RSV (Respiratory Syncytial Virus)

For additional information on RSV please visit Respiratory Syncytial Virus |

What is RSV?

Respiratory Syncytial Virus, also known as RSV, is a virus that causes colds and is a common cause of bronchiolitis, an inflammation of the small airways in the lung, and pneumonia in young infants and toddlers. RSV typically causes mild symptoms that only last a few days and do not require medical attention. However, some people with an RSV infection, especially infants younger than six months old and older adults, may need to be hospitalized if they are having trouble breathing or are dehydrated.

Most children will have at least one RSV infection by the age of two. Children are more likely catch RSV between November and April when the virus is most active.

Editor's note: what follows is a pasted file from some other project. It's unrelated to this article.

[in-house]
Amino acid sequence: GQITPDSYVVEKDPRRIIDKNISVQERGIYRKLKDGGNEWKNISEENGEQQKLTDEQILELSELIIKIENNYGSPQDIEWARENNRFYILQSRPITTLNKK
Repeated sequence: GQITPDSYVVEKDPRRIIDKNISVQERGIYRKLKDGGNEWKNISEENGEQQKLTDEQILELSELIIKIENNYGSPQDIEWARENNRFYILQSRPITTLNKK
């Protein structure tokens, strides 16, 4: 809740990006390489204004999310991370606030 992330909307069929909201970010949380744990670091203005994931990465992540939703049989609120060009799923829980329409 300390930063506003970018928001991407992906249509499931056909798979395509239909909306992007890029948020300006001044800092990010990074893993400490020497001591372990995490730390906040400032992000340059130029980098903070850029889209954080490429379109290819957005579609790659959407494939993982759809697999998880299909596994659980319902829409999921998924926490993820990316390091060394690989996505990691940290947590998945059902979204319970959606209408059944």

Signs and Symptoms of RSV

Symptoms of RSV include flu-like symptoms, such as a cough, runny nose, fever, wheezing, decrease in appetite and energy, and irritability in children. After exposure, it can take 2 to 8 days before symptoms begin.


How is RSV Spread?

RSV is highly contagious. Like other respiratory illnesses, it is spread person to person though droplets from cough or sneezes.


RSV Vaccination

Health Canada recently approved a new vaccine for RSV for people 60 years of age and older. If you’re interested in receiving the RSV vaccine, please contact your healthcare provider.

RSV prophylaxis is available for certain high-risk infants and children less than 2 years old. More information on the prophylaxis program is available here Respiratory Syncytial Virus |


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